(Columbus) - Hundreds of supporters of Medicaid expansion in Ohio rallied at the Ohio Statehouse Tuesday afternoon urging lawmakers to allow it.

Statehouse Republicans are the roadblock, but Republican Gov. John Kasich has championed the effort. Kasich included expansion in his budget, but it was pulled by Republicans in the House. Kasich told those at the rally not to lose hope.

"We are going to get this done. I don't care what it takes, we are going to get this done," Kasich said.

Kasich urged those at the rally to visit their lawmakers and tell their stories. He told them not to be angry or forceful, but don't be shy.

"Make it clear that saying no is not an option," he said.

The Governor said there is a legislative process and he respects that so he's not going to bully lawmakers around.

"If I put people in a corner I'm unlikely to get what I want to help people who need help," he told reporters.

Many Republican opponents worry that accepting the $13 billion from the federal government will just add to the federal government's debt. It's something Kasich doesn't think is enough for him to oppose it.

"Their inability to solve a problem that ultimately will be solved in a responsible way should not prevent Ohio from reclaiming our dollars to deal with our problems. Plain and simple," he said.

Another argument against expansion of Medicaid is that it's a part of President Obama's Affordable Care Act, commonly called 'Obamacare.'

"Medicaid is Medicaid, Obamacare is Obamacare. They're two different things and I don't really see that they're connected," he said.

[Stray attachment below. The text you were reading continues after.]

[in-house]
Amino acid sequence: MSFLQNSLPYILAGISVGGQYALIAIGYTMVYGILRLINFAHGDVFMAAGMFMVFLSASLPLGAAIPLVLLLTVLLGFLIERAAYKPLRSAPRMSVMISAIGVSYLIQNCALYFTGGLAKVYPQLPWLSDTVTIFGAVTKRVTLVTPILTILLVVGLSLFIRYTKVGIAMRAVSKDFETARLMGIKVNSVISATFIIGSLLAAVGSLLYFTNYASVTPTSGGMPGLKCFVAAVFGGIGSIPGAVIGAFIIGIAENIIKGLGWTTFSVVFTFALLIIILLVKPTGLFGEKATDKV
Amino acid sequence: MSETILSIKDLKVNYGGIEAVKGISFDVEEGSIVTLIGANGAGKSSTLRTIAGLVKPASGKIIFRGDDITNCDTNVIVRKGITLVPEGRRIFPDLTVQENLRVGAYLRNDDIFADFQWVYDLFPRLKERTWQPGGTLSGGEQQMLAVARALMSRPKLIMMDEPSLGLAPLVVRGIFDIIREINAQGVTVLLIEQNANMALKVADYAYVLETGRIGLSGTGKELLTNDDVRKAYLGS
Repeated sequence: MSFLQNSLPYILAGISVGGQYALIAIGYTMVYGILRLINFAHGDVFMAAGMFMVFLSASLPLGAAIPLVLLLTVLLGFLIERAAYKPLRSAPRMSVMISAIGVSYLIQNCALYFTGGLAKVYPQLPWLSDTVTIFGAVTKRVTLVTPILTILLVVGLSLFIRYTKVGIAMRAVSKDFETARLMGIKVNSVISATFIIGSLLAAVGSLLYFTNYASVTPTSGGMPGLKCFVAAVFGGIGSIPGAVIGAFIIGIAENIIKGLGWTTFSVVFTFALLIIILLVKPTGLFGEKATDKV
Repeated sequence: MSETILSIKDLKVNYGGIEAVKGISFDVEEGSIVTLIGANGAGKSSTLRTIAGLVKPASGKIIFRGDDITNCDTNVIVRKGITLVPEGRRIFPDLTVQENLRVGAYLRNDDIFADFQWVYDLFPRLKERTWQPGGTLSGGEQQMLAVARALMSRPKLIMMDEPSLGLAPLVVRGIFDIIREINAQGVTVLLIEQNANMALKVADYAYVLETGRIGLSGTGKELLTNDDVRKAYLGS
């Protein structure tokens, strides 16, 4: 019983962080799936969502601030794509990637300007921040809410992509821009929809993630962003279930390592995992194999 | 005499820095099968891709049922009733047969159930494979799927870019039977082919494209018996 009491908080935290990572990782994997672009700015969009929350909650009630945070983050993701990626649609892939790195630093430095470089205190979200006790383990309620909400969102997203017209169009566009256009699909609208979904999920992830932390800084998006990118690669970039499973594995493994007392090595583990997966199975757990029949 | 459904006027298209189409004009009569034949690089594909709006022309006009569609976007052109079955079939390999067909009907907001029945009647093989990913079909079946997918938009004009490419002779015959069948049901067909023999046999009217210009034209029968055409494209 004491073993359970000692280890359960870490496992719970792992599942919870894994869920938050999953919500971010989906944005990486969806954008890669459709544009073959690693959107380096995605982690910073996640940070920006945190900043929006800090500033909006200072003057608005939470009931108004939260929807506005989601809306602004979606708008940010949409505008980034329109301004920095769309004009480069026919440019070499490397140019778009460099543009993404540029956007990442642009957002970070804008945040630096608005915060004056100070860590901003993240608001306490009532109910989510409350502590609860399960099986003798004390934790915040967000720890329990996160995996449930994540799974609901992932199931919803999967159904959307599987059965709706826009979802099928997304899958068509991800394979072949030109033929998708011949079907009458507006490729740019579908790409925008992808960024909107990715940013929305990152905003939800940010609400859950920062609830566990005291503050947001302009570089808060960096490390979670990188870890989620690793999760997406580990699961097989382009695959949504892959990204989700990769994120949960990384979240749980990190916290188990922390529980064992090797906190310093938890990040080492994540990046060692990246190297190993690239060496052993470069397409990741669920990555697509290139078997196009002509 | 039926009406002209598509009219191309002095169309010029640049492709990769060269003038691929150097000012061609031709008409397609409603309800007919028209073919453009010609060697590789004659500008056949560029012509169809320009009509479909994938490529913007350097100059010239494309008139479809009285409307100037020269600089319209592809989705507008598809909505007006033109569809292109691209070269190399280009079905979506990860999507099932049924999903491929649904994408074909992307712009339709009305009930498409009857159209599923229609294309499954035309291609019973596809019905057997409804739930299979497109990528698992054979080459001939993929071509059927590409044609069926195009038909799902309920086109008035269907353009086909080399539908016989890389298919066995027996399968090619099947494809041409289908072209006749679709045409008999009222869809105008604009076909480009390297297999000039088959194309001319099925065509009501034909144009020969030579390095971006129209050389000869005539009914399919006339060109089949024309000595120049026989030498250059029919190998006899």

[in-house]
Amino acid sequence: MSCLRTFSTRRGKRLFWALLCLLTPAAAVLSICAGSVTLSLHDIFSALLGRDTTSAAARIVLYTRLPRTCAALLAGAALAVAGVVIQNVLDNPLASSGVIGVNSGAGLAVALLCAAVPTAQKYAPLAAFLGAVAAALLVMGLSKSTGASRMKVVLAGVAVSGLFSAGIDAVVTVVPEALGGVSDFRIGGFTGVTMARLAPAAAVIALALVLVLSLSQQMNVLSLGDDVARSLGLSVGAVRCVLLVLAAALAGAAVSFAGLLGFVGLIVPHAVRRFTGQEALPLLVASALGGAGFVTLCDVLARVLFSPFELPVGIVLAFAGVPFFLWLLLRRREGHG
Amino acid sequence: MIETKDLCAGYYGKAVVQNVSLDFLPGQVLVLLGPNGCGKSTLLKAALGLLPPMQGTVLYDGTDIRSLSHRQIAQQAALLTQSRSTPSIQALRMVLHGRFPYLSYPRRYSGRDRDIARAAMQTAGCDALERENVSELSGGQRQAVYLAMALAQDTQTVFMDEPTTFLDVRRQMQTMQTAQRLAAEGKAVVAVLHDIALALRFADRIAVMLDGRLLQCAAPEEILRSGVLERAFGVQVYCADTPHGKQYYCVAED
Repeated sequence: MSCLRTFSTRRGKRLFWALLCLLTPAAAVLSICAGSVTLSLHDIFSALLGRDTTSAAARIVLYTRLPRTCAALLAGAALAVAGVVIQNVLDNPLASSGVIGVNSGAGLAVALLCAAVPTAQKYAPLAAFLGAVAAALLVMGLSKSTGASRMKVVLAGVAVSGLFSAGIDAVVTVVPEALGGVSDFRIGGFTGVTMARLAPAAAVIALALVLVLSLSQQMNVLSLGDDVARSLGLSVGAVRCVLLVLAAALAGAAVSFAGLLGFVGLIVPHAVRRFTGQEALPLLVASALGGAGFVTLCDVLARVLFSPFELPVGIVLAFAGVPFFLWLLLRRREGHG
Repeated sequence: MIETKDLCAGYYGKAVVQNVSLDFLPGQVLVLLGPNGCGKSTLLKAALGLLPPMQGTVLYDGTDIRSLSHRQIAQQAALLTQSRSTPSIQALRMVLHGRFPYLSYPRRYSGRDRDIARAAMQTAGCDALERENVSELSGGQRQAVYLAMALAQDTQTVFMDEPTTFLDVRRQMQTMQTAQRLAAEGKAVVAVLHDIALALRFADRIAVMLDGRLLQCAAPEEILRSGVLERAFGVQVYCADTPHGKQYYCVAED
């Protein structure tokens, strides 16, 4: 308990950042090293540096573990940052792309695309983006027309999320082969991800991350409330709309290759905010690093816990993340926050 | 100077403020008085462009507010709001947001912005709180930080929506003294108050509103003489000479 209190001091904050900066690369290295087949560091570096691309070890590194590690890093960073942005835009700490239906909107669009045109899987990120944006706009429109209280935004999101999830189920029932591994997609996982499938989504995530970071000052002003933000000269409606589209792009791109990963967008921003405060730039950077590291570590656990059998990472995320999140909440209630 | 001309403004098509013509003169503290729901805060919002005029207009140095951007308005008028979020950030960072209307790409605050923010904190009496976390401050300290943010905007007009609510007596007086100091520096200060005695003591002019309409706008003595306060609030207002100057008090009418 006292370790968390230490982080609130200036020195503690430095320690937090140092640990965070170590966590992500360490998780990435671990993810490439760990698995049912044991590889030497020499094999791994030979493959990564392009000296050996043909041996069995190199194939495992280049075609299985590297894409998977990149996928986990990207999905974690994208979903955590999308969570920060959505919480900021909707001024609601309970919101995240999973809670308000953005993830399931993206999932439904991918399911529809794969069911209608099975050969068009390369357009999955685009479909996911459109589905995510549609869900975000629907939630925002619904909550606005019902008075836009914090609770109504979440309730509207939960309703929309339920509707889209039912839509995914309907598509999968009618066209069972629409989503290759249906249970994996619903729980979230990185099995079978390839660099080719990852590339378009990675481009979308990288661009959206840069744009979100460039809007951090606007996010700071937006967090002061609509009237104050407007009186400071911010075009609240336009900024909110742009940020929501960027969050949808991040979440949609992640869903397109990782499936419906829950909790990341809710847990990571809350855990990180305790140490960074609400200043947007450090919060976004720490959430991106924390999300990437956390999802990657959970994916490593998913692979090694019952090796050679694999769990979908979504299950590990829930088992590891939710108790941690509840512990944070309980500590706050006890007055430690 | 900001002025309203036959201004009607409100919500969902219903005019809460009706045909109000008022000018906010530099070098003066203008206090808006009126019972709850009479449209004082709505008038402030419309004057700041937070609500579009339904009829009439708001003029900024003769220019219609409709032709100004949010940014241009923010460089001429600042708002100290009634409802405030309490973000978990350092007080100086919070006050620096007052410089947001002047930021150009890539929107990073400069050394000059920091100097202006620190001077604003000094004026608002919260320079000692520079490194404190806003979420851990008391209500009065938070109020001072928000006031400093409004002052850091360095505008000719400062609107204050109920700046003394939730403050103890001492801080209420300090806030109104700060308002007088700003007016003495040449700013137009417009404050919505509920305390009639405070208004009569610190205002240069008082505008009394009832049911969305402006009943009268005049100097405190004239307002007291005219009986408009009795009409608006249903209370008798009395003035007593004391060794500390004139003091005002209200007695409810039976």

They are tough words, but Democrats at the Statehouse say those words won't do anything without some action. They're calling on Kasich to use his position to rally some Republicans to support Medicaid expansion.

"It's just frustrating to me to see this kind of activity when to my knowledge there's not been a single phone call or outreach made to any of the lawmakers on his side of the aisle," said House Minority Leader Rep. Tracy Heard, a Columbus Democrat.

Democrats have launched what's called a discharge petition to force the issue to the House floor for a vote. To do it they'd need at least 50 signatures, but so far only have 35 - all Democrats. Heard believes there are enough votes to pass the issue in both the House and Senate, but worries it will never come up for a vote.

Heard also questioned Kasich's sincerity on the issue noting that by simply putting Medicaid expansion into the budget he's won politically.

"He'll forever be able to talk about 'I advocated for Medicaid expansion.' Whether he's sincere or not will be demonstrated in whether or not he goes and finds the Republican votes we need to pass this and not just talk about it," she said.